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ICE Broadens its ESG Suite With Urgentem Acquisition and Geospatial Tool

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Intercontinental Exchange (ICE) is positioning itself as a full-service ESG data and analytics provider with two recent substantial investments.

The Atlanta, Georgia-based financial infrastructure giant has bought climate risk data provider Urgentem for an undisclosed sum and unveiled its latest geospatial data offering for mortgage and other structured finance investors called ICE ESG Geo-Analyzer.

The investments are the latest in a string of enhancements to the market services provider’s ESG suite of tools and follow the creation of corporate bond climate indices that capture information on the move to net zero carbon emissions by 2050. They will enable ICE to offer sustainability-linked data and analytical tools to investors in everything from equities to fixed income and real estate.

UK-headquartered Urgentem provides financial clients with emissions and climate transition data on more than 30,000 listed companies and privately held securities worldwide. Aligned with the reporting methodologies of the Taskforce for Climate-related Financial Disclosures (TCFD), the Intergovernmental Panel on Climate Change (IPCC) and SBTi, Urgentem focuses on Scope 1, 2 and 3 greenhouse gas emissions.

ICE was drawn in particular to Urgentem’s analytical tools, which include scenario risk analysis, said Anthony Belcher, ICE Head of Sustainable Finance.

“We felt that they had a differentiated offering in the marketplace that would enable us to better support asset managers and also banking clients in the stress testing activities that they’re required to do,” Belcher told ESG Insight.

Growing Demand

Data and technology providers are busily developing their climate risk measurement capabilities as financial institutions, corporates and other institutions pay greater attention to the physical threats posed to assets by a warming climate. They are also using such services to calculate the risks associated with the transition to a net-zero carbon economy. Chief among them is the threat that investee companies will be left with stranded assets as they put in place operations and business plans to reduce their carbon footprints.

Among Urgentem’s analytical tools that Belcher said had attracted ICE to the company was a temperature alignment tool that gives investors the ability to examine how closely an investee company is tracking a given temperature target.

However, Belcher said Urgentem’s “secret sauce” analytic is a Scope 3 emissions intensity modelling tool. This will be key to helping ICE clients derive a company’s performance in reducing emissions from its broader value chain. Gathering Scope 3 emissions data is an endeavour likely to pose the biggest stumbling block because it encompasses such a broad range of service providers, most of whom yield little data because they don’t yet fall within the remit of reporting regulations.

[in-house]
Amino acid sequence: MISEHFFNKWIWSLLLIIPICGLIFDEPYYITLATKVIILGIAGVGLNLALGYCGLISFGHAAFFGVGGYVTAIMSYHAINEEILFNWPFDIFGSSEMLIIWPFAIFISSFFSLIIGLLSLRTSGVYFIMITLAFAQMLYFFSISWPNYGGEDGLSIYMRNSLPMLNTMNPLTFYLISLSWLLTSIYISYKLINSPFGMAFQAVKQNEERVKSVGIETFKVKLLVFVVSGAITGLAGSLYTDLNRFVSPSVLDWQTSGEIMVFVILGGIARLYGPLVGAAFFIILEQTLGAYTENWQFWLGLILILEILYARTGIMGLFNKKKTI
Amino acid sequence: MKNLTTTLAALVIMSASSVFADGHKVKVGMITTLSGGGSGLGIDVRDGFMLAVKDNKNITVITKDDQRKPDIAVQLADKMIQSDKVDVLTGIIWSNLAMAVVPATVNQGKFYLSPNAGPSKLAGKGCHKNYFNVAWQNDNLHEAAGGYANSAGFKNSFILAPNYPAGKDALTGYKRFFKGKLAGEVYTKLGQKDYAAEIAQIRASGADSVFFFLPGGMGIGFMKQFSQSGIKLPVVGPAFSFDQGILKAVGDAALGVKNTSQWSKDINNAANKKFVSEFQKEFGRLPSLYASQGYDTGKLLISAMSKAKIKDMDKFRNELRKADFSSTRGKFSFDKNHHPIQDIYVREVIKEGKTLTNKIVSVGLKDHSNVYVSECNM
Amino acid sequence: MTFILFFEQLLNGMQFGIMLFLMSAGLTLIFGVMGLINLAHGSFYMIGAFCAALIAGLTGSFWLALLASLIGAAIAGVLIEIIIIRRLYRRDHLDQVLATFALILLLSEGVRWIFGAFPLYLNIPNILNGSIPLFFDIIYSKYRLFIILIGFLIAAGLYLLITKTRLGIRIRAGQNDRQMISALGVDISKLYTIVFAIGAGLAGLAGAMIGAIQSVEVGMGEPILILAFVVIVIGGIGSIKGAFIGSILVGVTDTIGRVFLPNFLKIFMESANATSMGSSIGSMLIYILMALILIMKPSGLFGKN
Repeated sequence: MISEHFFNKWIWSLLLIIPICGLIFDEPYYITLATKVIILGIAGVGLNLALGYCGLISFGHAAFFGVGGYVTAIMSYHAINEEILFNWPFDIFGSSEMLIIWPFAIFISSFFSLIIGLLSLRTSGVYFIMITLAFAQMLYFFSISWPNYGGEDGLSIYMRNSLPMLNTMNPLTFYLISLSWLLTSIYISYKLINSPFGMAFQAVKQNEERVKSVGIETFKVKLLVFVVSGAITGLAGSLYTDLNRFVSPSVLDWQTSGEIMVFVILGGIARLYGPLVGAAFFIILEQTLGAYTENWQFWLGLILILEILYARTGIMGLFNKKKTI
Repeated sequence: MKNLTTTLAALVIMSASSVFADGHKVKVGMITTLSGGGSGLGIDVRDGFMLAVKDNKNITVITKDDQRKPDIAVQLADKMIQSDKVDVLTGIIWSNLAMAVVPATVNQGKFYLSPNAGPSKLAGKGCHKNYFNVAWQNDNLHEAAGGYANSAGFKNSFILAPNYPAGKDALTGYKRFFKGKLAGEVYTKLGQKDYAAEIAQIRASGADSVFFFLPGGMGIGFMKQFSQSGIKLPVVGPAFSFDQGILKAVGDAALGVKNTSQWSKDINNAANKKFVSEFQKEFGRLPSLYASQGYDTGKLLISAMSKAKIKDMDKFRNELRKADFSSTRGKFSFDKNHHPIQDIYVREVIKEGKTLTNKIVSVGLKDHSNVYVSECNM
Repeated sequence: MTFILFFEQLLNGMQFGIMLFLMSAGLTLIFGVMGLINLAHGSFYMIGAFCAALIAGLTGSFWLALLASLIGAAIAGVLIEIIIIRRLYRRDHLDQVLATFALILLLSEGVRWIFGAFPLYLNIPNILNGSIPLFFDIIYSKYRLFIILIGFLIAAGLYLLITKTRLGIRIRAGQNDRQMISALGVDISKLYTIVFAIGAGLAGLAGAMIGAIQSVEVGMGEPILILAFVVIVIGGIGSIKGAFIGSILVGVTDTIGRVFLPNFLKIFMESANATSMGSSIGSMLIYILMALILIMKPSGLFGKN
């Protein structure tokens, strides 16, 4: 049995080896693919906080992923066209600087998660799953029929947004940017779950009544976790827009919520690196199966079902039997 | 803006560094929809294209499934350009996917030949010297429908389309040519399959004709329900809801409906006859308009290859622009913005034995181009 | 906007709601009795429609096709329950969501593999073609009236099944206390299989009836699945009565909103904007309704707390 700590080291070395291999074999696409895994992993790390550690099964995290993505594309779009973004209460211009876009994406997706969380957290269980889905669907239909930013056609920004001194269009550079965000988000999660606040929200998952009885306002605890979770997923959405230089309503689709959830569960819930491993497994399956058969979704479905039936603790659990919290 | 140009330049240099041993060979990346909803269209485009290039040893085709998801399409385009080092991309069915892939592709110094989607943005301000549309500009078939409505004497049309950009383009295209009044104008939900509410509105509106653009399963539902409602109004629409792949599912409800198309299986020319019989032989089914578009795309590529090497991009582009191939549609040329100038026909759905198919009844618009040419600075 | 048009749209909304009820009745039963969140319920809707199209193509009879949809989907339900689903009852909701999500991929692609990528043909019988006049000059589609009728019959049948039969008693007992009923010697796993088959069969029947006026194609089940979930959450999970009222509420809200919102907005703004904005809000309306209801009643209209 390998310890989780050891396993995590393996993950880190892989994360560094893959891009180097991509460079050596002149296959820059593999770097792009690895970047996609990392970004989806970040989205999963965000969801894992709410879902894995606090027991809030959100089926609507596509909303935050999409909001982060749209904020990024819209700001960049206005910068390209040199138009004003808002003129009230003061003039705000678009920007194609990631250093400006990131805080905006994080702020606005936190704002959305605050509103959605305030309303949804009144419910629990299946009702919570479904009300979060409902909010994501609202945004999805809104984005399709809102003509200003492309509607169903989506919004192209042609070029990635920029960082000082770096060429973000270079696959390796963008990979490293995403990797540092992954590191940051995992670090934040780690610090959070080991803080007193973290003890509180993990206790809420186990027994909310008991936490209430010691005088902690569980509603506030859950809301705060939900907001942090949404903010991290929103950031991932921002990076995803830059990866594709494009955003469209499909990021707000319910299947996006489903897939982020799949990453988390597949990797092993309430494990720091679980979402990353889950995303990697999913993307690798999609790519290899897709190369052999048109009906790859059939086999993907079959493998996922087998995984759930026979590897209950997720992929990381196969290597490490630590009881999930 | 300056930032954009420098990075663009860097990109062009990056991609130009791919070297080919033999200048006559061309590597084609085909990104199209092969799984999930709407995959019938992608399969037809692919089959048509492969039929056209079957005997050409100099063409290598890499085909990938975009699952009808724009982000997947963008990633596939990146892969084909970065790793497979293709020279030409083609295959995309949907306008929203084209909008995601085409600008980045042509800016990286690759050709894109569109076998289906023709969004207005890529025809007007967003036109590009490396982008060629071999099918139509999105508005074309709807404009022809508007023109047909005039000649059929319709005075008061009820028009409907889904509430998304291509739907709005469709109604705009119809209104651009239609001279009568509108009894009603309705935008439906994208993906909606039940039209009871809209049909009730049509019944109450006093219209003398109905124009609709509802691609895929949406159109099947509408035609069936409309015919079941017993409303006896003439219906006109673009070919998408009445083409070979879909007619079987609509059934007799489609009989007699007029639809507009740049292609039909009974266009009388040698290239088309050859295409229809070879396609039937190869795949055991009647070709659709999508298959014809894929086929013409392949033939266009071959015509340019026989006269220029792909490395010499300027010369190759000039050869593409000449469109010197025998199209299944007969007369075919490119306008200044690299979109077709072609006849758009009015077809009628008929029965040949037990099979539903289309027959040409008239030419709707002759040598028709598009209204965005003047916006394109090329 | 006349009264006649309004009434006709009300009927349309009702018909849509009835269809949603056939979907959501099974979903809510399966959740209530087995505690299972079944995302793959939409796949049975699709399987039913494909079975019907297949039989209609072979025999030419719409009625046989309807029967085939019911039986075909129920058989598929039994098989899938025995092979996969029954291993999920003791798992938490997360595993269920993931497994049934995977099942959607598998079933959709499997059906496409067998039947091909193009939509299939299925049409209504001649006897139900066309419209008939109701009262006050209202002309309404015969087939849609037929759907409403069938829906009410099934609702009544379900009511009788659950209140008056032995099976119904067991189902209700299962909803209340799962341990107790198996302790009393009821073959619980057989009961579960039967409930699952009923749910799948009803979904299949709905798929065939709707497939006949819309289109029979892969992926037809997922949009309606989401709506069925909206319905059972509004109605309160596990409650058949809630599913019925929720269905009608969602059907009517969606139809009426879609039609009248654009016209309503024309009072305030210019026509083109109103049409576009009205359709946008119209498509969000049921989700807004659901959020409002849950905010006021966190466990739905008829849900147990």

“The development of this inference model around Scope 3 emissions helps clients understand supply chain and downstream transition risks or opportunities that they may need to think about as they’re looking through their investments,” Belcher said.

Urgentem will be integrated with ICE’s sustainability data offerings and its datasets will be provided to clients through the company’s existing ESG products.

Geospatial Data

Among those products also will be ICE ESG Geo-Analyzer, ICE’s latest geospatial data service for investors in mortgage-backed securities and other instruments tied to physical locations like REITs and corporate operations. The service maps thousands of climate and social data fields, drawn from sources including the American Community Survey and other government datasets, to more than 25 million locations and land parcels.

In that way, such data can be linked to mortgages and assets found within specific locations, enabling ICE to provide investors with a detailed view of the likely spatial risks and opportunities associated with their investments.

“We like to say that real estate is not about the patch of dirt that a building sits on, it’s about what that patch of dirt gives you access to in customers or workers or residents,” said John Sheffield, Senior Director for Product Architecture within ICE’s Data Innovation and Impact Team.

One of the unique features of the Geo-Analyzer is that it can calculate the social opportunities of a property beyond its local area into the broader region.
“We model both the property level and that broad rich economic catchment concept,” Sheffield told ESG Insight.

That means investors can tailor their capital allocation strategies according to specific social purposes.

“Our social impact lens looks at the areas where deployment of capital may have some excess social benefit compared to other locations,” he added. “We have investors in our mortgage-backed security product, for example, that are explicitly targeting lower income neighbourhoods because we know there are financial access problems in them… and so they’re investing in those neighbourhoods because they think a dollar can go further in those places.

“It’s not about the risks of those neighbourhoods, it’s about opportunity to use capital to broaden that opportunity.”

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